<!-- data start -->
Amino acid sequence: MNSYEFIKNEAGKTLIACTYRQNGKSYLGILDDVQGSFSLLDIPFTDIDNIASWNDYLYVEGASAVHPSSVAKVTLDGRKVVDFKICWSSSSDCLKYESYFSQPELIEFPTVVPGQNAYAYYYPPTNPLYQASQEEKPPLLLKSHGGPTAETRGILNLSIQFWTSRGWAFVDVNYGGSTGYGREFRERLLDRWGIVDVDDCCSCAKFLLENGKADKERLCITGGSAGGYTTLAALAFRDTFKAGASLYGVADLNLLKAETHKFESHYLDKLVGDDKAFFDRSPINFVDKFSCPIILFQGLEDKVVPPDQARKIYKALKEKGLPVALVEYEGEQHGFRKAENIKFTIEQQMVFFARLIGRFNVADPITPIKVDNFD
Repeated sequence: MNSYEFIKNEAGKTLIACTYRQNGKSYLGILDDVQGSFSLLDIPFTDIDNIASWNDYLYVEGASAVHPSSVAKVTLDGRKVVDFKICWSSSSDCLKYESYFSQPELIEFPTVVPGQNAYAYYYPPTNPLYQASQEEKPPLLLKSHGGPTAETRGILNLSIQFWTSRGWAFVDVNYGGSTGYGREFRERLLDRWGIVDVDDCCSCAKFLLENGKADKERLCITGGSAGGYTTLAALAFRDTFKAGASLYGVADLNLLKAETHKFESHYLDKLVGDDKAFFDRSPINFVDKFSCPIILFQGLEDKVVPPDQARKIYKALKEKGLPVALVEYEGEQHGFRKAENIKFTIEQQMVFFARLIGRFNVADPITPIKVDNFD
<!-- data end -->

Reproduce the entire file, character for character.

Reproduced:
Amino acid sequence: MNSYEFIKNEAGKTLIACTYRQNGKSYLGILDDVQGSFSLLDIPFTDIDNIASWNDYLYVEGASAVHPSSVAKVTLDGRKVVDFKICWSSSSDCLKYESYFSQPELIEFPTVVPGQNAYAYYYPPTNPLYQASQEEKPPLLLKSHGGPTAETRGILNLSIQFWTSRGWAFVDVNYGGSTGYGREFRERLLDRWGIVDVDDCCSCAKFLLENGKADKERLCITGGSAGGYTTLAALAFRDTFKAGASLYGVADLNLLKAETHKFESHYLDKLVGDDKAFFDRSPINFVDKFSCPIILFQGLEDKVVPPDQARKIYKALKEKGLPVALVEYEGEQHGFRKAENIKFTIEQQMVFFARLIGRFNVADPITPIKVDNFD
Repeated sequence: MNSYEFIKNEAGKTLIACTYRQNGKSYLGILDDVQGSFSLLDIPFTDIDNIASWNDYLYVEGASAVHPSSVAKVTLDGRKVVDFKICWSSSSDCLKYESYFSQPELIEFPTVVPGQNAYAYYYPPTNPLYQASQEEKPPLLLKSHGGPTAETRGILNLSIQFWTSRGWAFVDVNYGGSTGYGREFRERLLDRWGIVDVDDCCSCAKFLLENGKADKERLCITGGSAGGYTTLAALAFRDTFKAGASLYGVADLNLLKAETHKFESHYLDKLVGDDKAFFDRSPINFVDKFSCPIILFQGLEDKVVPPDQARKIYKALKEKGLPVALVEYEGEQHGFRKAENIKFTIEQQMVFFARLIGRFNVADPITPIKVDNFD